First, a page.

Practices to Build Confidence
I’ve written before about psychological ways to build your confidence, including this column, and this column. Now I’d like to suggest some behavioral practices that demonstrate personal confidence. Exhibiting these behaviors in your work and your life can be helpful in at least two ways:
Signaling your confidence to others so they’ll be more likely to join with you in your upcoming tasks, projects or goals, and also taking advantage of the
“fake it until you make it” strategy, which asserts that acting as if you have confidence eventually leads you to actually feel more confident.
So let’s discuss some ways to behave more confidently, regardless of how you feel at the moment:
Make No Excuses
Some of the ways people indicate their lack of confidence is by apologizing when they’ve done nothing wrong, undercutting their own opinions and ideas with disclaimers, and offering excuses for what they say and do – sometimes even before they say it or do it.
My advice is simple: Cut this out.
Instead, I suggest you adopt a firm policy of never offering any excuses, apologies, or disclaimers for anything you say or do – unless, of course, they are obviously and totally called for. But if you behave properly, and with good will, you’ll rarely owe an apology.
By holding back on any urge you may feel to make any unnecessary excuses for yourself, you put yourself in a stronger, more confident position that others will subconsciously recognize and – to the extent you’re behaving appropriately – respect .
Once you begin a task, project, or goal – in fact, once you embark on pretty much any course of behavior – following it through to the end shows confidence. Of course, you first want to think through what you’re about to begin so you can feel sure you’re right to want it and pursue it.
But assuming you begin doing something that’s right, sensible, and – to the best of your knowledge at the time – the best course of action open to you, do your best not to give up too early.
Hockey great Wayne Gretzy famously said: “You miss 100% of the shots you don’t take.” In the same vein, I say “You fail to succeed at 100% of the actions you don’t follow through on to the end.”
By persevering for as long as you can, you give yourself at least a chance to accomplish what you want.
Many people, myself included, believe you’re generally more productive when you act first and ask for permission afterwards, compared with waiting for permission before you act.
Again, this advice presupposes you are thinking clearly about what you are trying to achieve, how best to achieve it, and what possible negative and positive consequences may result from your actions. It also assumes your actions won’t trample on anyone else.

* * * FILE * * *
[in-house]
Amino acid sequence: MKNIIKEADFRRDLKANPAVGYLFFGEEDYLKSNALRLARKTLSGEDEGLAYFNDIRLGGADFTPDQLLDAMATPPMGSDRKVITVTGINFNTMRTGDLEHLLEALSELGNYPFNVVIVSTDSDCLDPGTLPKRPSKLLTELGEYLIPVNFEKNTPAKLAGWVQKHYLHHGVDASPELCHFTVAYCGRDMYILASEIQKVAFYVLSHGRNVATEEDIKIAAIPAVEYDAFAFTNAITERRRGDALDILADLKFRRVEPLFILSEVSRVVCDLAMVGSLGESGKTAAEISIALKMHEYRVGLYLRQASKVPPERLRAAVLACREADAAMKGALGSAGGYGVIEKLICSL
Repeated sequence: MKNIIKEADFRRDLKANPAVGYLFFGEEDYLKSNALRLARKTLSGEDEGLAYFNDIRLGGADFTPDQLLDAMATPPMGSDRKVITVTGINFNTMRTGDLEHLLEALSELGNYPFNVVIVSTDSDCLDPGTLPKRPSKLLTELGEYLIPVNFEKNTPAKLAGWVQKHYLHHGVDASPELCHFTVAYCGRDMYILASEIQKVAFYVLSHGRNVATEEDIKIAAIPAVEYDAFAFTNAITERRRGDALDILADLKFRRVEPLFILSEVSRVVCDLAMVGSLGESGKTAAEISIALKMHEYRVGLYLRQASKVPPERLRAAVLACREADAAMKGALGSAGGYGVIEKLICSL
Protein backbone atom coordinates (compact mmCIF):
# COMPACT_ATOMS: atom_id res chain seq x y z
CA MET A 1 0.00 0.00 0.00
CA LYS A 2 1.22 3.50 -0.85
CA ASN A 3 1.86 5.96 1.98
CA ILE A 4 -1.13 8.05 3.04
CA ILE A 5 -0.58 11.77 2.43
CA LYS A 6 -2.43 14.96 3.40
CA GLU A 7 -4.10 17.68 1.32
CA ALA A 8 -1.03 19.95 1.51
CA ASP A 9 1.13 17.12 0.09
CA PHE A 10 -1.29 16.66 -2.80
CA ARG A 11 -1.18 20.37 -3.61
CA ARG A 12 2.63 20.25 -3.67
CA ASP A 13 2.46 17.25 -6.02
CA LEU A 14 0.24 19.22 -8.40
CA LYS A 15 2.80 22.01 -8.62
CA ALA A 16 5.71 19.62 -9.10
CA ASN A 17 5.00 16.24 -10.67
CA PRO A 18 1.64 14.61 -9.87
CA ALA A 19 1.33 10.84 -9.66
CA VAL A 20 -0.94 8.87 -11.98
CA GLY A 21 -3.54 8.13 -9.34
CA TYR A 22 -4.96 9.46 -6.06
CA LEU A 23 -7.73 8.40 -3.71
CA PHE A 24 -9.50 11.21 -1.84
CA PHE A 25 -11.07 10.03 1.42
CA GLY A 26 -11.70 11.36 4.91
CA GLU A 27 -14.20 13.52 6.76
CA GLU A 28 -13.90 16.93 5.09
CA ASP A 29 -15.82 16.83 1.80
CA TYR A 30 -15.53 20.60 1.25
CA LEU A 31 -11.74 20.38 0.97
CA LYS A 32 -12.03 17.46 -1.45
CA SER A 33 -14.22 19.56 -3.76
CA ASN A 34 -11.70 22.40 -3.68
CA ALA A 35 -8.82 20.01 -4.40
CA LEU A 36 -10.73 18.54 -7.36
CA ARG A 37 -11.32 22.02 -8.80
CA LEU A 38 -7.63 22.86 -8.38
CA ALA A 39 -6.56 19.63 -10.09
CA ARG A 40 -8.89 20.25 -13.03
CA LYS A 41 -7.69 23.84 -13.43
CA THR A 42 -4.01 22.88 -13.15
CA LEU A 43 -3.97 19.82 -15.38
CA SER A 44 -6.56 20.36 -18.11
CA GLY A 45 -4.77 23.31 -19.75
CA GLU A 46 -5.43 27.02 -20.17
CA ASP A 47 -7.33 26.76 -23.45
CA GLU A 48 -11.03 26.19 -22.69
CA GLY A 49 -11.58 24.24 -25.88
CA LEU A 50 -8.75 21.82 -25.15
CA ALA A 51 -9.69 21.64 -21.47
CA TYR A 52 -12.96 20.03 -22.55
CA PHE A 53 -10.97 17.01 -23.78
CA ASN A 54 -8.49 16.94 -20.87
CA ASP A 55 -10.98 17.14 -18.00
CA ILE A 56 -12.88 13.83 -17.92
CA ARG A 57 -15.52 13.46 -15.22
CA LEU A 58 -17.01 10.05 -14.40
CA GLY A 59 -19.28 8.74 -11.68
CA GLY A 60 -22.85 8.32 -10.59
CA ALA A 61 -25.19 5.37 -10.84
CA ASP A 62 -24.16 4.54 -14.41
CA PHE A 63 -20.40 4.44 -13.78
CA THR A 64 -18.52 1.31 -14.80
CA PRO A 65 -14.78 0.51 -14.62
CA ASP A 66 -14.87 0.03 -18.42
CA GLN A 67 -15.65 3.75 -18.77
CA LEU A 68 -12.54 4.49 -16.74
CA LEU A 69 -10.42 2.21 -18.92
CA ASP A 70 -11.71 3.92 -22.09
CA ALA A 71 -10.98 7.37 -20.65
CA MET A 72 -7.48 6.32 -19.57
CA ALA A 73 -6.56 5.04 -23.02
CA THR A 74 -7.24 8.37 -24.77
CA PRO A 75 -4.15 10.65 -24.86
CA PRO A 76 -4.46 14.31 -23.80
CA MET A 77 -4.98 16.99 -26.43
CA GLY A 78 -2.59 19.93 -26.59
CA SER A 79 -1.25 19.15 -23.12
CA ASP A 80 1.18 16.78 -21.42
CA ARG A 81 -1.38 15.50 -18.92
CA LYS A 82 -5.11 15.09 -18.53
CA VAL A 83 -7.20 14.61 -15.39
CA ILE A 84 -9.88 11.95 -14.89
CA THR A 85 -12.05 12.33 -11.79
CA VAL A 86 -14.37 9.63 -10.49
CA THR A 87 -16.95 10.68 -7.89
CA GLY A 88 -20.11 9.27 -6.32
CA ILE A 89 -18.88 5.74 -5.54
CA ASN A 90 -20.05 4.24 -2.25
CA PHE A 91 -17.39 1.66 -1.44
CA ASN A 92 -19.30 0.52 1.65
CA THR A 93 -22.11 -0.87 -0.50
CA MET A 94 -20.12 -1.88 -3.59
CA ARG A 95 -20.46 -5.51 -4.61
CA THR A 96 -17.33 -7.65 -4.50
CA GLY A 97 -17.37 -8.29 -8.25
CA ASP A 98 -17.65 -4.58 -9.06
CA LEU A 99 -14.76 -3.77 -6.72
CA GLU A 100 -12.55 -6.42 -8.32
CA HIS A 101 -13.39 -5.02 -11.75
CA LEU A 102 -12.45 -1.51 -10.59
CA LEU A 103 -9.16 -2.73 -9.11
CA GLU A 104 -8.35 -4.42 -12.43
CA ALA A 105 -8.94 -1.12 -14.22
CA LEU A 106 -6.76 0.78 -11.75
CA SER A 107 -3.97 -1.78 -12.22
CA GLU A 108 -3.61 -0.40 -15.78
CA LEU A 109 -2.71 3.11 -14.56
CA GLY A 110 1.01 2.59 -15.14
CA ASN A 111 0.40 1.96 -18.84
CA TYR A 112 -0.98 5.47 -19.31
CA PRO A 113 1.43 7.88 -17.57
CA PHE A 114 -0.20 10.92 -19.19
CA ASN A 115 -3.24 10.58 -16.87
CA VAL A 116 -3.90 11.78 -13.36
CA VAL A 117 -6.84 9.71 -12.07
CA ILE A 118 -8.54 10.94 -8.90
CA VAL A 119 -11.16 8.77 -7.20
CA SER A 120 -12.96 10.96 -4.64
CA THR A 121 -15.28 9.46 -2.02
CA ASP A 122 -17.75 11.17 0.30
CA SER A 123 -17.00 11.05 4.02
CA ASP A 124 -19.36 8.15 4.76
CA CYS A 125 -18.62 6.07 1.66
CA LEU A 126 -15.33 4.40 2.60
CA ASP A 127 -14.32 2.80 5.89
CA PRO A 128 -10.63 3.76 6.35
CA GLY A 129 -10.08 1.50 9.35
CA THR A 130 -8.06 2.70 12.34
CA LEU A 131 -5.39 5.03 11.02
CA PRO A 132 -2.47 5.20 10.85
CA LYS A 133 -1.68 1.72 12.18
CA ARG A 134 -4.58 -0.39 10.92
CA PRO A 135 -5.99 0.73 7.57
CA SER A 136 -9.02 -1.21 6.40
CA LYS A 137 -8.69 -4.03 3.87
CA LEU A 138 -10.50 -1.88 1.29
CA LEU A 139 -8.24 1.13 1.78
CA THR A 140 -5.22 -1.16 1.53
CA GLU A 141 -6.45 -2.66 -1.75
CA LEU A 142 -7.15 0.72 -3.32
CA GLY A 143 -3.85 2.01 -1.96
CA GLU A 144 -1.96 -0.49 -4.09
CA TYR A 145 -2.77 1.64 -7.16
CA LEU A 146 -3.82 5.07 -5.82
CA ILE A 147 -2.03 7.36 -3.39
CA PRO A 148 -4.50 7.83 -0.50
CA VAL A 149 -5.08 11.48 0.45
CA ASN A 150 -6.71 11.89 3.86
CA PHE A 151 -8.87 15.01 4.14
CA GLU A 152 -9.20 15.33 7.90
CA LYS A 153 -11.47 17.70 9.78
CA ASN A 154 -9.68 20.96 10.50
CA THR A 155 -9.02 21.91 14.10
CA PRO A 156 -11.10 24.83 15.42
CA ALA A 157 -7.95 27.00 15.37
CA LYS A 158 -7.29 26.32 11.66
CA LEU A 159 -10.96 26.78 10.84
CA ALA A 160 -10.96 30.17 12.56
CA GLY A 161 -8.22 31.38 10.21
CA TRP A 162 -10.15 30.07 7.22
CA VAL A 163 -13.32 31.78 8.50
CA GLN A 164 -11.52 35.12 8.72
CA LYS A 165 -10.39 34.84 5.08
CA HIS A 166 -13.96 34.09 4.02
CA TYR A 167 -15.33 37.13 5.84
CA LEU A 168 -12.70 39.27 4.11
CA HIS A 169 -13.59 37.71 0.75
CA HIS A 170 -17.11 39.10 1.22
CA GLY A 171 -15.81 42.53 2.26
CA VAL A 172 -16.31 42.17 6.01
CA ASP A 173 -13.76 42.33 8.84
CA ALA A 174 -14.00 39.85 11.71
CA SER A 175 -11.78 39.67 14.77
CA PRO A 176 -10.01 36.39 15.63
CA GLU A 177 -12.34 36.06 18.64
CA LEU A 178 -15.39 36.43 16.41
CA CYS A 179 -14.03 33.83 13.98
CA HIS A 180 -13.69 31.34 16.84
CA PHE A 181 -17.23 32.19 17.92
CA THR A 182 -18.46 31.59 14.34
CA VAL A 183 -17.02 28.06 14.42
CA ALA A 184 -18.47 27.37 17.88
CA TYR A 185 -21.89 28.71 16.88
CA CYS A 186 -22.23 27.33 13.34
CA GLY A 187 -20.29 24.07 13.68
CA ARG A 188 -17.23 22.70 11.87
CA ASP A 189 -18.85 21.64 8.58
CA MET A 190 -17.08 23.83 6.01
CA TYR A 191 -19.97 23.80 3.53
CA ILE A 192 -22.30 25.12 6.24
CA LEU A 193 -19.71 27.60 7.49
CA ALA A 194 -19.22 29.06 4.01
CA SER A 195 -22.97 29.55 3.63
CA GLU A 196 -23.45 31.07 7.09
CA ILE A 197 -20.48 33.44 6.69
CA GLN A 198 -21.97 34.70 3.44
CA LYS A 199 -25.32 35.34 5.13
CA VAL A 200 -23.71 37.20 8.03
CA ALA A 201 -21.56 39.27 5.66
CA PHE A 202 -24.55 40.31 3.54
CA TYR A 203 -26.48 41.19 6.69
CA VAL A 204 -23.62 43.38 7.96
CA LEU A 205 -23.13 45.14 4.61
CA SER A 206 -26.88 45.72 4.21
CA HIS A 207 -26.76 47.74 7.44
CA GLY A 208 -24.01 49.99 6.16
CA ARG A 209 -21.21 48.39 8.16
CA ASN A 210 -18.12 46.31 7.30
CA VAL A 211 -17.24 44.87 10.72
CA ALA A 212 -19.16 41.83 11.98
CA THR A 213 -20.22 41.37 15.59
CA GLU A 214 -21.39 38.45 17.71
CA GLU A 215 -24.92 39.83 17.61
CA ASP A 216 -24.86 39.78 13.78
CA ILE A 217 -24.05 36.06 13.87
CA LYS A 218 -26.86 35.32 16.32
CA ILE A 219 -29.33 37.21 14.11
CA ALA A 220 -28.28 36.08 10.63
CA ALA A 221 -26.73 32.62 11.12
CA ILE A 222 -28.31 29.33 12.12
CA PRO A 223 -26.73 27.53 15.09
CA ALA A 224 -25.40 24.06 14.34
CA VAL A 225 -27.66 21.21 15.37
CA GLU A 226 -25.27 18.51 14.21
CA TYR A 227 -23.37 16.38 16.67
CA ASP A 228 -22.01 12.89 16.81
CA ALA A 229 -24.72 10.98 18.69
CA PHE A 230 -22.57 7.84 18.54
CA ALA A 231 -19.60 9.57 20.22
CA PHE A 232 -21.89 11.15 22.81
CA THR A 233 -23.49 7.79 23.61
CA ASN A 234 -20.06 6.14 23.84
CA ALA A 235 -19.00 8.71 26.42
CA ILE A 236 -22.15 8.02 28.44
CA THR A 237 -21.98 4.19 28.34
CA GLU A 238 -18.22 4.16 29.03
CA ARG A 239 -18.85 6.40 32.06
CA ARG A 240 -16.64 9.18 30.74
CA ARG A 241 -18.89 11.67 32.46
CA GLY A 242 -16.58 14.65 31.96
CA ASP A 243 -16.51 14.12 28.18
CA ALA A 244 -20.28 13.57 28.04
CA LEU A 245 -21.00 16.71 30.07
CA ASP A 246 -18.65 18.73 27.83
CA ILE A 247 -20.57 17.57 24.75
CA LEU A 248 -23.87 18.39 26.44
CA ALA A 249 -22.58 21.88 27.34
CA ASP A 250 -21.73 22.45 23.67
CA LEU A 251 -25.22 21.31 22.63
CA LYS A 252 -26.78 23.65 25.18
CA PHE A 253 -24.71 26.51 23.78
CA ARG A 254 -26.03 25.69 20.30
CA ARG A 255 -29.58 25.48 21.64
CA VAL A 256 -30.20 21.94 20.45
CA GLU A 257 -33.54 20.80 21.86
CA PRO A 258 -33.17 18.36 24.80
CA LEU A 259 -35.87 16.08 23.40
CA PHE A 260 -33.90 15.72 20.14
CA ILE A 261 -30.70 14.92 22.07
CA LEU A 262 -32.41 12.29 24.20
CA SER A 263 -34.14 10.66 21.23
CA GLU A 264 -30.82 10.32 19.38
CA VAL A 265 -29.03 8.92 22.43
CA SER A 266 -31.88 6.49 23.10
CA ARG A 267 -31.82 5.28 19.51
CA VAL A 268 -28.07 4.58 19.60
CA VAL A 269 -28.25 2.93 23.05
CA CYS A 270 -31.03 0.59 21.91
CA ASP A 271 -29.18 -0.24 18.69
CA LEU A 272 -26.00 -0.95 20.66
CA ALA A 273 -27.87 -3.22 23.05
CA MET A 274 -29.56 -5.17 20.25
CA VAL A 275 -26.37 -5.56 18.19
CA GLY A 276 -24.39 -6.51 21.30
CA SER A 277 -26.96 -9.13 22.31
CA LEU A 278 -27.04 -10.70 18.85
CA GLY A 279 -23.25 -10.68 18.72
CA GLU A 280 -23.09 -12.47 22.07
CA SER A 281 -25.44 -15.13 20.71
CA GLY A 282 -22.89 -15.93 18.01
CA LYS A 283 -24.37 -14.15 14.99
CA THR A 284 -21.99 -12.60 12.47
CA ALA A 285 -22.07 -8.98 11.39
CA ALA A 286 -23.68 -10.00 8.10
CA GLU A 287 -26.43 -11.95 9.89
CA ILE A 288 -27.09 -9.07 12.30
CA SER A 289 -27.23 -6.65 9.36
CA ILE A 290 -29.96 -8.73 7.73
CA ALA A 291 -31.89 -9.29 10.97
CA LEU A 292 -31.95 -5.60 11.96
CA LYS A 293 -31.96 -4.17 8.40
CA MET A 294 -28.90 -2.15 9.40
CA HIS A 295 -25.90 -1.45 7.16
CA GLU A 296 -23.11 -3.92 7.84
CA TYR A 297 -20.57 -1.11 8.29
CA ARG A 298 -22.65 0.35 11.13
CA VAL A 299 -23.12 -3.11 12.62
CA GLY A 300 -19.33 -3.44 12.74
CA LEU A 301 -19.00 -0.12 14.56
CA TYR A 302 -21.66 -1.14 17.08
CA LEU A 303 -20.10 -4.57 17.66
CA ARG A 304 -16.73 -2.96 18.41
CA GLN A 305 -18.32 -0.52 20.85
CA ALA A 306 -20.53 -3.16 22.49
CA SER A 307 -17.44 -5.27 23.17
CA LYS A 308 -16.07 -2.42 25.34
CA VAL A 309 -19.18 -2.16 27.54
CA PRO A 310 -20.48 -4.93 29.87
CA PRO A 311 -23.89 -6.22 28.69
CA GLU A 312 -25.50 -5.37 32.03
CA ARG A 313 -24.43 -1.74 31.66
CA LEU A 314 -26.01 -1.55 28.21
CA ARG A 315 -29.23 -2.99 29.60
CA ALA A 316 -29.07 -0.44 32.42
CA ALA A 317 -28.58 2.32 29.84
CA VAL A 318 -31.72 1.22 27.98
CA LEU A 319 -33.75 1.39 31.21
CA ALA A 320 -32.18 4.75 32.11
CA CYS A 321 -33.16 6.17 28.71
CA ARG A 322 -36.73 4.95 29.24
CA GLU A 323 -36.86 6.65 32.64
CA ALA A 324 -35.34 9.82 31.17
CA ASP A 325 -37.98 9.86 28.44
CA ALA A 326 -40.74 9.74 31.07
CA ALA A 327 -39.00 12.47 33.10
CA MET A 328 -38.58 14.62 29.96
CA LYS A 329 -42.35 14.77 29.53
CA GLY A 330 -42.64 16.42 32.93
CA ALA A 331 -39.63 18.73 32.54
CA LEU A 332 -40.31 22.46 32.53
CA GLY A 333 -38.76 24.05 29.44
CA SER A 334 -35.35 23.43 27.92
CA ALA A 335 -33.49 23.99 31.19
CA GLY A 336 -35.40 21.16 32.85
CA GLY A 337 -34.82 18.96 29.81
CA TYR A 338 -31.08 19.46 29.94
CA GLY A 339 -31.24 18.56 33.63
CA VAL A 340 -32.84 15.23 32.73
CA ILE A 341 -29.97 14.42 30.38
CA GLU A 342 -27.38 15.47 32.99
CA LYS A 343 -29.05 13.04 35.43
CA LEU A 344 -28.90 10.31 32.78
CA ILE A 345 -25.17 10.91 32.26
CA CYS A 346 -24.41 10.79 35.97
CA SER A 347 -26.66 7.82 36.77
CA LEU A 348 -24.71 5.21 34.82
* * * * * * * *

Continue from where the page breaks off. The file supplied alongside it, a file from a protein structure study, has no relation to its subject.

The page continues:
In general, if you see a clear and positive path to your desired outcome, quickly and directly going for it is the most common approach of confident people.
Rely on Self-Evaluation
One sign of confidence is a willingness to rely on your own judgments about your own behavior. Waiting for other people to provide positive judgments and evaluations not only cedes your own agency to others, it brings in delays and secondary considerations that dilute your ability to set and reach your own goals.
If you’ve thought through the situation and know your plan of action is (or was) not only right, but likely to be effective, it’s a sign of confidence to give yourself a pat on the back for doing (or having done) it – even if others disagree.
Face the Music
As people interact, a certain amount of disagreement, differing perceptions, divergent analyses, and occasional conflict is inevitable. In most cases, facing up to any such differences is far more effective and actually takes less emotional energy than sweeping them under the rug.
There are several reasons for this:
- Failing to resolve conflicts doesn’t eliminate them. Instead, it lets them fester and grow more powerful. After a while, they may result in far more serious problems than if you had earlier faced them openly and honestly.
- Many conflicts appear far larger and more dangerous than they really are. When you bring them out into the open, they may resolve fairly easily, or even completely fade away.
- You may be entirely right, and by openly addressing the differences you may convince others to beneficially accept your point of view.
- You may be entirely wrong, and by openly addressing the differences you may find yourself convinced by others to beneficially accept their point of view.
As I’ve indicated in other columns, the evidence shows that feeling more confident generally helps a person produce better results.
But it turns out confidence is a super-power, even if you don’t at first feel that way. In more situations than you might think, simply behaving as confident people do often leads to better results than you’d achieve by behaving in accordance with the lower level of confidence you currently feel.
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